Grand Canyon at twilight.

© RicardMN Photography

© RicardMN Photography

Grand Canyon at twilight.

Grand Canyon is a steep-sided canyon carved by the Colorado River in the United States in the state of Arizona.
The Grand Canyon is 277 miles (446 km) long, up to 18 miles (29 km) wide and attains a depth of over a mile (6,000 feet / 1,800 metres) Nearly two billion years of the Earth’s geological history have been exposed as the Colorado River and its tributaries cut their channels through layer after layer of rock while the Colorado Plateau was uplifted. While the specific geologic processes and timing that formed the Grand Canyon are the subject of debate by geologists, recent evidence suggests the Colorado River established its course through the canyon at least 17 million years ago. Since that time, the Colorado River continued to erode and form the canyon to its present-day configuration.

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Stained glass Bishop Juan Quiñones Guzmán

© RicardMN Photography

© RicardMN Photography

Bishop of Calahorra Juan Quiñones Guzmán ((2 Aug 1559 – 14 Sep 1576 Died) on a stained glass at The Palacio de los Guzmanes (Guzmanes Palace) in León, Spain.

The current headquarters of the Diputación de León (the provincial government) is one of the most beautiful palaces in the city. Don Juan de Quiñones y Guzmán, bishop of Calahorra, commanded its construction to Rodrigo Gil de Hontañón, the most important architect back then.

It is a place of delicate elegance from the Renaissance, with flair and structural simplicity.

The building’s base is like a trapezoid, with four towers at the corners and an indoor courtyard with columns and beautiful stained glass windows at the second level. The stained glasses was made by Daniel Lopez Merille (1888-1961 died)

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Ramesses II In Battle

© RicardMN Photography

© RicardMN Photography

Wall Painting of Temple of Beit El-Wali, which Ramses II constructed in Nubia during a period of the New Kingdom (1550 B.C. to 1069 B.C.) when the ancient Egyptians controlled the area. This Plaster Cast is in the British Museum, London, United Kingdom.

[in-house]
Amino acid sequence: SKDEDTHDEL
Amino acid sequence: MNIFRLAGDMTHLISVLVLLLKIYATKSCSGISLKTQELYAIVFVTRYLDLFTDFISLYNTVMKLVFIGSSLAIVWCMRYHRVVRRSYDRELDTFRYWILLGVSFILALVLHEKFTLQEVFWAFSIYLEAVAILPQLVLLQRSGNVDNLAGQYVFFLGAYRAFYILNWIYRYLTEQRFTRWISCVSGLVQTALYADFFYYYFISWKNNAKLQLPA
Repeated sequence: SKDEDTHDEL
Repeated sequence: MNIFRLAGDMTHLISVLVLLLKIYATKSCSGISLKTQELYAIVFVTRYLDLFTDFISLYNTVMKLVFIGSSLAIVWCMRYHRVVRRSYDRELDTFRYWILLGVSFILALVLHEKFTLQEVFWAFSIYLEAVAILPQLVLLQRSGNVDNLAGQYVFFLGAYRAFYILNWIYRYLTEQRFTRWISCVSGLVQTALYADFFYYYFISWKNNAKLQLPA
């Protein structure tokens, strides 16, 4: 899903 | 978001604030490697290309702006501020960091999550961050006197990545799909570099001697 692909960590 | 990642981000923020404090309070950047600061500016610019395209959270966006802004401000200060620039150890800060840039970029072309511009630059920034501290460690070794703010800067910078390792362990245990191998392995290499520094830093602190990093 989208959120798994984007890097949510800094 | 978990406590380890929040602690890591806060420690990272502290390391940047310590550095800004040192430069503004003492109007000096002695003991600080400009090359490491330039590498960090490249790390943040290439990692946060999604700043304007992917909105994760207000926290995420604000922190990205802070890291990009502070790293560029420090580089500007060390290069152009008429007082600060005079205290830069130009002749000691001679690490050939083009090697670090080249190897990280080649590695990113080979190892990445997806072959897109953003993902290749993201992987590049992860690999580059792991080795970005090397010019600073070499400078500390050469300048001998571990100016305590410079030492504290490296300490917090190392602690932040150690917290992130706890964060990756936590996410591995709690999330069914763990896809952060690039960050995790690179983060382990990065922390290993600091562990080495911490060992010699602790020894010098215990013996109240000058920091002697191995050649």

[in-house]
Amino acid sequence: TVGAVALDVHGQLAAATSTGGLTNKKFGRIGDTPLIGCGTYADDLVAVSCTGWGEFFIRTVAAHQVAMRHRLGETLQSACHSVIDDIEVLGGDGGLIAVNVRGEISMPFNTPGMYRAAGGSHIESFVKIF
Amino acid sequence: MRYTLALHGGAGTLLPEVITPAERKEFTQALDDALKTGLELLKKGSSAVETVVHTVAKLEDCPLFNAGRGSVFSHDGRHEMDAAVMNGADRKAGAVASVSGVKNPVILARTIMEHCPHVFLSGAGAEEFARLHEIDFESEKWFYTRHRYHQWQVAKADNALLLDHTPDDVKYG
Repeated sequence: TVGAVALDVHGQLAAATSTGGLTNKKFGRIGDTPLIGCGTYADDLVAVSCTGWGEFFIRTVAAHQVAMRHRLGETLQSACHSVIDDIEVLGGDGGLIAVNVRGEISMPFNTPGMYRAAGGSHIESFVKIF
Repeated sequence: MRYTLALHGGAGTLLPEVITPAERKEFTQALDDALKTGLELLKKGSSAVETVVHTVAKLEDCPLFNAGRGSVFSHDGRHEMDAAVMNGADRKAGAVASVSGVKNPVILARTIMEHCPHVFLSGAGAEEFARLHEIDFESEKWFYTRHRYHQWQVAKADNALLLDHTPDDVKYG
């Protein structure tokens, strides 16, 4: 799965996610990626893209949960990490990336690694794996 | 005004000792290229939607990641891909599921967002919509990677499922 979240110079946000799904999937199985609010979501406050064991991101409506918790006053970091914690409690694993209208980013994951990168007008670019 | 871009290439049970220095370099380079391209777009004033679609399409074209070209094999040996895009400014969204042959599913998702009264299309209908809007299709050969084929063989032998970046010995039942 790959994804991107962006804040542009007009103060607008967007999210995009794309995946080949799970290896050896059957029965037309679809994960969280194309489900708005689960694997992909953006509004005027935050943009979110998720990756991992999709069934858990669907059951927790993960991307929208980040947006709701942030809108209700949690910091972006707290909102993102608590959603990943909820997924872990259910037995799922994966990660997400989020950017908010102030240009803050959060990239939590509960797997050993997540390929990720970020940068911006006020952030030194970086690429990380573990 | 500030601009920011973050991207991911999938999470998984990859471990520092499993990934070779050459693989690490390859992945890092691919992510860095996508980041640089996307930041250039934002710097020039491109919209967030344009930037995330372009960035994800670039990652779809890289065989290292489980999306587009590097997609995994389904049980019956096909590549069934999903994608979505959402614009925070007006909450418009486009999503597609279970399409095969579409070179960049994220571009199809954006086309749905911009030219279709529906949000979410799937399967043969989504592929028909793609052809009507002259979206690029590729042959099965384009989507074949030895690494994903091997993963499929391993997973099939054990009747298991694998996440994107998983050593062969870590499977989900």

The Beit el-Wali temple is located in the area south of Egypt known to the Egyptians as Wawat, and to us as ancient ‘Nubia’. It supposed to remind the local people of the power of the Egyptian pharaoh, and to promote the worship of Egyptian gods.
There is a courtyard, decorated with scenes showing the pharaoh Ramesses II in battle against the enemies of Egypt. The southern wall of the courtyard has reliefs showing a battle between the Egyptians and their enemies to the south, the Nubians.
The plaster cast of the wall reliefs from the Beit el-Wali temple is on display in the ‘Egypt and Africa’ room (Room 65) of the British Museum in London.

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Golden Gate Bridge Looking South

© RicardMN Photography

© RicardMN Photography

The Golden Gate Bridge is a suspension bridge spanning the Golden Gate strait, the mile-wide, three-mile-long channel between San Francisco Bay and the Pacific Ocean. The structure links the U.S. city of San Francisco, on the northern tip of the San Francisco Peninsula, to Marin County, bridging both U.S. Route 101 and California State Route 1 across the strait. The bridge is one of the most internationally recognized symbols of San Francisco, California, and the United States. It has been declared one of the Wonders of the Modern World by the American Society of Civil Engineers.

The Frommers travel guide considers the Golden Gate Bridge “possibly the most beautiful, certainly the most photographed, bridge in the world”. It opened in 1937 and was, until 1964, the longest suspension bridge main span in the world, at 4,200 feet (1,300 m).

Before the bridge was built, the only practical short route between San Francisco and what is now Marin County was by boat across a section of San Francisco Bay. Ferry service began as early as 1820, with regularly scheduled service beginning in the 1840s for purposes of transporting water to San Francisco.

The weight of the roadway is hung from two cables that pass through the two main towers and are fixed in concrete at each end. Each cable is made of 27,572 strands of wire. There are 80,000 miles (130,000 km) of wire in the main cables. The bridge has approximately 1,200,000 total rivets.

As a prominent American landmark, the Golden Gate Bridge has been used in numerous media which includes books, films and video games.

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